As the scope and capabilities of technology continues to advance the debate about the morality of new technologies has become increasingly heated.
A recent example of this phenomenon is “MakeApp” an app that claims to be able to show what individuals look like without makeup.
The app utilizes neural networks and machine learning run on a large dataset to approximate what individuals would look like without makeup.
While the app is not entirely accurate in its rendering of individuals sans makeup, it has none the less sparked a firestorm of media attention.
A number of (primarily male) users have lauded the app for “leveling the playing field” and showing what “women really look like.”
Oppositely, many female users have fired back with accusations of misogyny, claiming that the app is offensive and an invasion of privacy.
The creator of the app, Ashot Gabrelyanov, claims that the app is not meant to be misogynistic, but was simply an amusing experiment being taken the wrong way.
The battle between both groups continues to be waged in the review and comment sections of the app store.
To date nearly 900 reviews have been posted and despite the outcry the app maintains a 4 star rating.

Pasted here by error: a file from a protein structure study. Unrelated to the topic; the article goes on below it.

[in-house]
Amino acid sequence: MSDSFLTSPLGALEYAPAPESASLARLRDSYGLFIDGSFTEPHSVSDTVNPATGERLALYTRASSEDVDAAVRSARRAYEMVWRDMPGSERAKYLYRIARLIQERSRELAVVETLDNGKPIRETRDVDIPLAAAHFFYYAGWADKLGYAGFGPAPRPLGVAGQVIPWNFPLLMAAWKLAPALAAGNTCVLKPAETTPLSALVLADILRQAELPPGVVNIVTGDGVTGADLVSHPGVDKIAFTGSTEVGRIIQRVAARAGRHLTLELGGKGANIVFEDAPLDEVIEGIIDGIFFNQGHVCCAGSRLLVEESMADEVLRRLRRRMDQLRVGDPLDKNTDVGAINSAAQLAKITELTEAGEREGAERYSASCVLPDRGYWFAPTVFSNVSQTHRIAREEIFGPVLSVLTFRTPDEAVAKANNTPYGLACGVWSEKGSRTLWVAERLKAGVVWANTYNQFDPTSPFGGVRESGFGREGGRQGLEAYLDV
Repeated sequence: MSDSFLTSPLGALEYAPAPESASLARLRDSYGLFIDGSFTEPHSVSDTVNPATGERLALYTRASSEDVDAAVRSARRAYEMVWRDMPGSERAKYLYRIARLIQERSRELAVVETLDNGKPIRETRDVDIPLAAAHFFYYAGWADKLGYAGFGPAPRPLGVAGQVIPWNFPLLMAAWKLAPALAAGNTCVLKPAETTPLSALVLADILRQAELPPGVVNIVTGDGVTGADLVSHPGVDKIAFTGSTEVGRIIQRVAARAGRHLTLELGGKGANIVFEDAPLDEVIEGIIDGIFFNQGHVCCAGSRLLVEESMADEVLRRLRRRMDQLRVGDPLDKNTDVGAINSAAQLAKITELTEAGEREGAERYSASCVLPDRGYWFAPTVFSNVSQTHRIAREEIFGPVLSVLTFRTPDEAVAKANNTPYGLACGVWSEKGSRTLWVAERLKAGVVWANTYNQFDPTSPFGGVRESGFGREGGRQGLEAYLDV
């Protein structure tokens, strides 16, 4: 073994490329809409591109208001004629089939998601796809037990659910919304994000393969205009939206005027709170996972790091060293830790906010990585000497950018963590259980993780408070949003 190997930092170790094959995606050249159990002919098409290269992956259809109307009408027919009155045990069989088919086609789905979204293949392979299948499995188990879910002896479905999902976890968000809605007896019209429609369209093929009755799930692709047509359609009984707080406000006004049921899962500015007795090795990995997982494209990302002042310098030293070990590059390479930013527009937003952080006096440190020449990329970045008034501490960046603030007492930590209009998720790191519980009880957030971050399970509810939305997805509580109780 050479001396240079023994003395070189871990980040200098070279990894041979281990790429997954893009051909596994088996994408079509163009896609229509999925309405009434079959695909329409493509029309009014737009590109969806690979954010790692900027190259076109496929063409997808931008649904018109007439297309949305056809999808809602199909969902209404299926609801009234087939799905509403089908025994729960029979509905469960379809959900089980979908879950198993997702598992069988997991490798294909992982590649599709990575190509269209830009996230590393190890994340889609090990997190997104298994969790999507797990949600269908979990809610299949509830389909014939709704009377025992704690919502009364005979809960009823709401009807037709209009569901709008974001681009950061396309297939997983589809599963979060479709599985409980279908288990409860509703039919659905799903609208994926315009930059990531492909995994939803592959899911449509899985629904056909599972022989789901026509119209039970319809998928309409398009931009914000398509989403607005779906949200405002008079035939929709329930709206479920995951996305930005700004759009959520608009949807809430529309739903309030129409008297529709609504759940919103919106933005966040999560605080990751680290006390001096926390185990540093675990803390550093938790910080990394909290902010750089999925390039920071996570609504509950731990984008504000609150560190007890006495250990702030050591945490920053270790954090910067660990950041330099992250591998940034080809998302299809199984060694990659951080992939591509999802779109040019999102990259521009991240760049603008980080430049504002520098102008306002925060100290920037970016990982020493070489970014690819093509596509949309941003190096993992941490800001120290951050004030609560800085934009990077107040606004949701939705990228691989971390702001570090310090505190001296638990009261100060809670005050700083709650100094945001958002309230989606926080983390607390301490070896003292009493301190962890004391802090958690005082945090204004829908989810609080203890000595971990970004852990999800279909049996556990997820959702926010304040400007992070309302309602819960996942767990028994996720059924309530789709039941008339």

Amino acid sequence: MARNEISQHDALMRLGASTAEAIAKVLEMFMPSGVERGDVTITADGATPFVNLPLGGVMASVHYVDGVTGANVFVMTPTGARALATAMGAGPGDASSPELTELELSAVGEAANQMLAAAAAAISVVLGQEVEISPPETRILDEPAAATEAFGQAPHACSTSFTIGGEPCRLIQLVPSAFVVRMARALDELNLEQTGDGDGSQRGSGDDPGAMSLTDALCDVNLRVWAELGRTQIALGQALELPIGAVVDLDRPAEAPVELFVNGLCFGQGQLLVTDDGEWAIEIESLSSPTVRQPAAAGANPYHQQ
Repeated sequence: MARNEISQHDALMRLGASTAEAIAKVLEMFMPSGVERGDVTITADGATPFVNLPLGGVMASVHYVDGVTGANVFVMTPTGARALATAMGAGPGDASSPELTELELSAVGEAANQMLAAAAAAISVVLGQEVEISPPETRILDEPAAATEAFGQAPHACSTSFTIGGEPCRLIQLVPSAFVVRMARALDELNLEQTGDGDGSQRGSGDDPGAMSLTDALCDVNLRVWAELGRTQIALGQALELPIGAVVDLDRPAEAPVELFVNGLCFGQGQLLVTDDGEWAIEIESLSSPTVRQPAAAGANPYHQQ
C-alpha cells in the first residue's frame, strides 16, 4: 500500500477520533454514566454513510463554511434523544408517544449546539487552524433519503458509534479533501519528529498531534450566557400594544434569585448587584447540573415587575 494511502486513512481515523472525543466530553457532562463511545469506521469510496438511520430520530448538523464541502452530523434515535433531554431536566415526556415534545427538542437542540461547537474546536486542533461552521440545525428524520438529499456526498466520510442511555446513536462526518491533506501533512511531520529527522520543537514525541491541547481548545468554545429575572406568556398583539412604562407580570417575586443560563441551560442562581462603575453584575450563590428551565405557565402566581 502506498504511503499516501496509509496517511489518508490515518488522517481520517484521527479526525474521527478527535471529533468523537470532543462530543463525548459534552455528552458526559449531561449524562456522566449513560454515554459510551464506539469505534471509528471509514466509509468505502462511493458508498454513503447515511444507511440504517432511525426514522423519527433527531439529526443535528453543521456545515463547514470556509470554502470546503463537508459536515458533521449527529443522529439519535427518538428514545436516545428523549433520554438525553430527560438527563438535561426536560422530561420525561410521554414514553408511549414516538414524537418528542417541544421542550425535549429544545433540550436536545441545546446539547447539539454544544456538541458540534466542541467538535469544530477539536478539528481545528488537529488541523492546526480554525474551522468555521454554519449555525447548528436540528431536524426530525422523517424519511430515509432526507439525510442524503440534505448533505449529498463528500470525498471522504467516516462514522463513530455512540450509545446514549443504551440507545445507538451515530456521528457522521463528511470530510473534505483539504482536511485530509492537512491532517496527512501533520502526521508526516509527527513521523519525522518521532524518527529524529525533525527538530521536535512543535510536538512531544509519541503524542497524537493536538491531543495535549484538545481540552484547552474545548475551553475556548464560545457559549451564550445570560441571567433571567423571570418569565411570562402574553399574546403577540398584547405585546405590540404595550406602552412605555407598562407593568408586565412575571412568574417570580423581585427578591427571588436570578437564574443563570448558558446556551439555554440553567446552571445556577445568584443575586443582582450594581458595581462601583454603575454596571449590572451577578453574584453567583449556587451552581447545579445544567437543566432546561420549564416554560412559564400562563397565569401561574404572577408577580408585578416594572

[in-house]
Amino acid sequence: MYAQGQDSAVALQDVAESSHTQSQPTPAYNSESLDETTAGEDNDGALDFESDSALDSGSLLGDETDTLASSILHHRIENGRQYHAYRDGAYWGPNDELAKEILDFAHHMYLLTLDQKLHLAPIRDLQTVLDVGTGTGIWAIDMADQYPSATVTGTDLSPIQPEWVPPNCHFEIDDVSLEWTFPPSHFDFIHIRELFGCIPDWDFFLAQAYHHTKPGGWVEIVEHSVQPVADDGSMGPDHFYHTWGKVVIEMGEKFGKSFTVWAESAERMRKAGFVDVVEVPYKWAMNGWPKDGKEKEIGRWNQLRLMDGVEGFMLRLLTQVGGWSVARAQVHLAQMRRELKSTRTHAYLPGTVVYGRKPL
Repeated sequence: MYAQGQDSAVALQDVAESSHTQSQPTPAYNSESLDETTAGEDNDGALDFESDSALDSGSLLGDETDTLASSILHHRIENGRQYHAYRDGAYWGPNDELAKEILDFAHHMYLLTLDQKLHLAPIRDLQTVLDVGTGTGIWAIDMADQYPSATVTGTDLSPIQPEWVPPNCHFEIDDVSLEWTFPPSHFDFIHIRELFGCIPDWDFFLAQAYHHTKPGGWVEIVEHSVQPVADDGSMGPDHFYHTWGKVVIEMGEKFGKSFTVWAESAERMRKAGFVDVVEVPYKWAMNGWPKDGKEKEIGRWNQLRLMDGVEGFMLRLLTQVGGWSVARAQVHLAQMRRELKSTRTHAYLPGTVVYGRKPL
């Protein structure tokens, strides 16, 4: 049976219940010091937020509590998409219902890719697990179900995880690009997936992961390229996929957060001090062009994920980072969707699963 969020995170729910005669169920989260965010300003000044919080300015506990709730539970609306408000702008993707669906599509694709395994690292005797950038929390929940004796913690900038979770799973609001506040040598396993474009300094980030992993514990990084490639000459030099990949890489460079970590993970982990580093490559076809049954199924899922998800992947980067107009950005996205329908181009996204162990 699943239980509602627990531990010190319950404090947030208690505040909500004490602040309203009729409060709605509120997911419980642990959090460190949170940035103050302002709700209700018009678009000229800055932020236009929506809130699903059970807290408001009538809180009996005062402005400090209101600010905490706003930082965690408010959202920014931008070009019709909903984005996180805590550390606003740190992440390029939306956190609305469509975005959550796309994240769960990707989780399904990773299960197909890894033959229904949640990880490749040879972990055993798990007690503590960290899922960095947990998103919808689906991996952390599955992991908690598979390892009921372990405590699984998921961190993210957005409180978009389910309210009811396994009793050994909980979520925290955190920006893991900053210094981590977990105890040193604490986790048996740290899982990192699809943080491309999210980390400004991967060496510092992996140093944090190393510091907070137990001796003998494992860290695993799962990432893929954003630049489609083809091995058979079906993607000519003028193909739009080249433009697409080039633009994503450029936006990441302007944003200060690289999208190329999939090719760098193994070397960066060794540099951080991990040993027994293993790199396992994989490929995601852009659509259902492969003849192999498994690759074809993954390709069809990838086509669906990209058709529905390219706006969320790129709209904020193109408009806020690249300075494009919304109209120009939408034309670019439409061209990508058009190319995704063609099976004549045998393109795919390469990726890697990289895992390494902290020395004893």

Many users have reported that the “without makeup” picture makes them look far different than the, but the primary issues with the app seem to be privacy and respect.
Is it ethically acceptable to view someone in a way they did not intend to be viewed?
Even if the app is not very accurate is it still unfair to, without an individual’s consent, view them without the cosmetics they have chosen to wear?
Primarily male audiences from websites like 4chan argue that the app is in no way an invasion of privacy.
Users say that anger from female users in particular is caused by the “end of their ability to deceive men.”
While it is clear that the app can be used for harmful purposes, such as bullying and shaming some individuals who choose to use cosmetics, the question now turns to whether or not there are grounds to discontinue usage of the app.
Though such discontinuation is unlikely, the discussion MakeApp raises interesting questions concerning the balancing act of privacy, rights, and pervasive technology.